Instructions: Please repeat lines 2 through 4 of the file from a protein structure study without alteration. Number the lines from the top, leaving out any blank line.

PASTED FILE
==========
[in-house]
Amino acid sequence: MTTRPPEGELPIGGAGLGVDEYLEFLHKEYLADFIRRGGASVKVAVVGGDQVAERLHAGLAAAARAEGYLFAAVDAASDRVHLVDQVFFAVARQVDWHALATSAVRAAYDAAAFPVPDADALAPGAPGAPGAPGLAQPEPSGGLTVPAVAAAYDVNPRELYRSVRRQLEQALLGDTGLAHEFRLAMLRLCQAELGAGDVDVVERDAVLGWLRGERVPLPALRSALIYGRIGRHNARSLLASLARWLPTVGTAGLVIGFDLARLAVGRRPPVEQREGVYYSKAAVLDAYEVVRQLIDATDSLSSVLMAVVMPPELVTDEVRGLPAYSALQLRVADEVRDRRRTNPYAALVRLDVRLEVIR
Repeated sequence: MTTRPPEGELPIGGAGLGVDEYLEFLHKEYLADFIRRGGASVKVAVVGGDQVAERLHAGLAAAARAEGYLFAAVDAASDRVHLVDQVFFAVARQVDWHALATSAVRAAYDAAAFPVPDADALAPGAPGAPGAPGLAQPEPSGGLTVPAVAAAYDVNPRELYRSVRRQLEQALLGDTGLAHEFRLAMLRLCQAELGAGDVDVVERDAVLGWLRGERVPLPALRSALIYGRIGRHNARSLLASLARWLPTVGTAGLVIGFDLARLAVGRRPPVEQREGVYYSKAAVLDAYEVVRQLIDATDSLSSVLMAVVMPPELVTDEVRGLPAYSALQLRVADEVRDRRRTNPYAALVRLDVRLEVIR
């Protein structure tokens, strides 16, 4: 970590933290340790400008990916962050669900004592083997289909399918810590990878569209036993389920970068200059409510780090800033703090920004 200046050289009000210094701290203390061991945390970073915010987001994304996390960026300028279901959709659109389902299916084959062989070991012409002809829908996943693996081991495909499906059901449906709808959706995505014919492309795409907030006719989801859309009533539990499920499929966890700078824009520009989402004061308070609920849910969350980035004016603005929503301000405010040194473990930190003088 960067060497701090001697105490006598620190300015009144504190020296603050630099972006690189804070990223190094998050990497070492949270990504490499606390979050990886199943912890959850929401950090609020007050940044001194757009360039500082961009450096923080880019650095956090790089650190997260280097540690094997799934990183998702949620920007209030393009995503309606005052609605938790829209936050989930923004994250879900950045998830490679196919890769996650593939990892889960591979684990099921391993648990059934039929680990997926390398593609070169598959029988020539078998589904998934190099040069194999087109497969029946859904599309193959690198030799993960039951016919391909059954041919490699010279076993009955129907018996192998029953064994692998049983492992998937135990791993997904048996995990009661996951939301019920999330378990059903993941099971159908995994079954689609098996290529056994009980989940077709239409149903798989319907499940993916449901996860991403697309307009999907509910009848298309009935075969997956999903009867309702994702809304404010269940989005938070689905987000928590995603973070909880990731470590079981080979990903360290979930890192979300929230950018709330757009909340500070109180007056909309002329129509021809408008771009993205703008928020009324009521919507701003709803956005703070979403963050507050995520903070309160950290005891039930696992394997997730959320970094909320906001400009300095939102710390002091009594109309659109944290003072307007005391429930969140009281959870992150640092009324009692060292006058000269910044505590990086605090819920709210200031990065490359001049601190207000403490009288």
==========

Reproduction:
Amino acid sequence: MTTRPPEGELPIGGAGLGVDEYLEFLHKEYLADFIRRGGASVKVAVVGGDQVAERLHAGLAAAARAEGYLFAAVDAASDRVHLVDQVFFAVARQVDWHALATSAVRAAYDAAAFPVPDADALAPGAPGAPGAPGLAQPEPSGGLTVPAVAAAYDVNPRELYRSVRRQLEQALLGDTGLAHEFRLAMLRLCQAELGAGDVDVVERDAVLGWLRGERVPLPALRSALIYGRIGRHNARSLLASLARWLPTVGTAGLVIGFDLARLAVGRRPPVEQREGVYYSKAAVLDAYEVVRQLIDATDSLSSVLMAVVMPPELVTDEVRGLPAYSALQLRVADEVRDRRRTNPYAALVRLDVRLEVIR
Repeated sequence: MTTRPPEGELPIGGAGLGVDEYLEFLHKEYLADFIRRGGASVKVAVVGGDQVAERLHAGLAAAARAEGYLFAAVDAASDRVHLVDQVFFAVARQVDWHALATSAVRAAYDAAAFPVPDADALAPGAPGAPGAPGLAQPEPSGGLTVPAVAAAYDVNPRELYRSVRRQLEQALLGDTGLAHEFRLAMLRLCQAELGAGDVDVVERDAVLGWLRGERVPLPALRSALIYGRIGRHNARSLLASLARWLPTVGTAGLVIGFDLARLAVGRRPPVEQREGVYYSKAAVLDAYEVVRQLIDATDSLSSVLMAVVMPPELVTDEVRGLPAYSALQLRVADEVRDRRRTNPYAALVRLDVRLEVIR
């Protein structure tokens, strides 16, 4: 970590933290340790400008990916962050669900004592083997289909399918810590990878569209036993389920970068200059409510780090800033703090920004 200046050289009000210094701290203390061991945390970073915010987001994304996390960026300028279901959709659109389902299916084959062989070991012409002809829908996943693996081991495909499906059901449906709808959706995505014919492309795409907030006719989801859309009533539990499920499929966890700078824009520009989402004061308070609920849910969350980035004016603005929503301000405010040194473990930190003088 960067060497701090001697105490006598620190300015009144504190020296603050630099972006690189804070990223190094998050990497070492949270990504490499606390979050990886199943912890959850929401950090609020007050940044001194757009360039500082961009450096923080880019650095956090790089650190997260280097540690094997799934990183998702949620920007209030393009995503309606005052609605938790829209936050989930923004994250879900950045998830490679196919890769996650593939990892889960591979684990099921391993648990059934039929680990997926390398593609070169598959029988020539078998589904998934190099040069194999087109497969029946859904599309193959690198030799993960039951016919391909059954041919490699010279076993009955129907018996192998029953064994692998049983492992998937135990791993997904048996995990009661996951939301019920999330378990059903993941099971159908995994079954689609098996290529056994009980989940077709239409149903798989319907499940993916449901996860991403697309307009999907509910009848298309009935075969997956999903009867309702994702809304404010269940989005938070689905987000928590995603973070909880990731470590079981080979990903360290979930890192979300929230950018709330757009909340500070109180007056909309002329129509021809408008771009993205703008928020009324009521919507701003709803956005703070979403963050507050995520903070309160950290005891039930696992394997997730959320970094909320906001400009300095939102710390002091009594109309659109944290003072307007005391429930969140009281959870992150640092009324009692060292006058000269910044505590990086605090819920709210200031990065490359001049601190207000403490009288």